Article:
3. And so? If this is the condition that characterizes the present moment, where ought we to look for relief? Is it still possible to activate a thought of community in our democracies? Can we join community and democracy again but this time differently somehow? Can we imagine a democracy that doesn’t immunize, one that isn’t already immunized or has the process of a generalized immunization destroyed both community itself as well as the possibilitiy for thinking it? I don’t think so. I don’t think that the first order of the day is closing down thinking community, but on the contrary it’s my view that never more than today is a reactivation of community called for. What else are we told, what else do we talk about, if not the question of community, of its absence, but also of its demands: bodies, faces, the gazes of millions of starving, of deportees, of refugees whose images, terrible in their starkness, flash across our television screens from every corner of the globe?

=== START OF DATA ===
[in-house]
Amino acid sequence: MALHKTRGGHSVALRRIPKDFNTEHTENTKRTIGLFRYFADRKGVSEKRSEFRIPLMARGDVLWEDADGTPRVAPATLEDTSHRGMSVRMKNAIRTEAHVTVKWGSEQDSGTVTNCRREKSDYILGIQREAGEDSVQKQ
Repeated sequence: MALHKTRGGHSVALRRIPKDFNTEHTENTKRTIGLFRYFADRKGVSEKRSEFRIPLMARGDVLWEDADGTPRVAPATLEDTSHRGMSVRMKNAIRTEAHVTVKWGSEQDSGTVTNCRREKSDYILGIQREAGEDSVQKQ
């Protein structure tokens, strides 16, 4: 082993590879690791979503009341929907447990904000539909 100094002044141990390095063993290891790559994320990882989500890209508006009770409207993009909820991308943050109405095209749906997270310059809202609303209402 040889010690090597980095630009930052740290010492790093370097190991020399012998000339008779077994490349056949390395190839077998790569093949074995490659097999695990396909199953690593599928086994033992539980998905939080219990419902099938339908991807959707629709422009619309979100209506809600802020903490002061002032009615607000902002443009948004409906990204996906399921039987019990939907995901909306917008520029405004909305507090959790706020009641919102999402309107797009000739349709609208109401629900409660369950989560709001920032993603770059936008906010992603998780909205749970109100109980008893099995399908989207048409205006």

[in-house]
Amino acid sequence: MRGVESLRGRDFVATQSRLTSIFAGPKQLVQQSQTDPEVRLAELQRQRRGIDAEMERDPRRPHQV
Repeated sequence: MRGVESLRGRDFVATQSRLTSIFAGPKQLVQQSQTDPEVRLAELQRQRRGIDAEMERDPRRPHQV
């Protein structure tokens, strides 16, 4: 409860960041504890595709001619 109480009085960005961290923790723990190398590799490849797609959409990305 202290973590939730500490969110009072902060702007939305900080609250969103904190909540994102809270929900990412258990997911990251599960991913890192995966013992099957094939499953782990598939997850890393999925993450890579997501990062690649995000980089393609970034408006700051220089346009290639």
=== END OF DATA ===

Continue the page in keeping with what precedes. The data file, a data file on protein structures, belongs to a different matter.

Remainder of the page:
(…) We know that immunization functions through the controlled incorporation of the communitarian “germ” that it wants to neutralize. But what if we were to reverse the operation? What if we tried to rethink community precisely by completing the process of immunization? At bottom a world without an outside, a world completely immunized — by definition doesn’t have an inside. The culmination of a successful immunization can also be extended further as well so as to immunize it from itself: to reopen the breach, or the time, of community.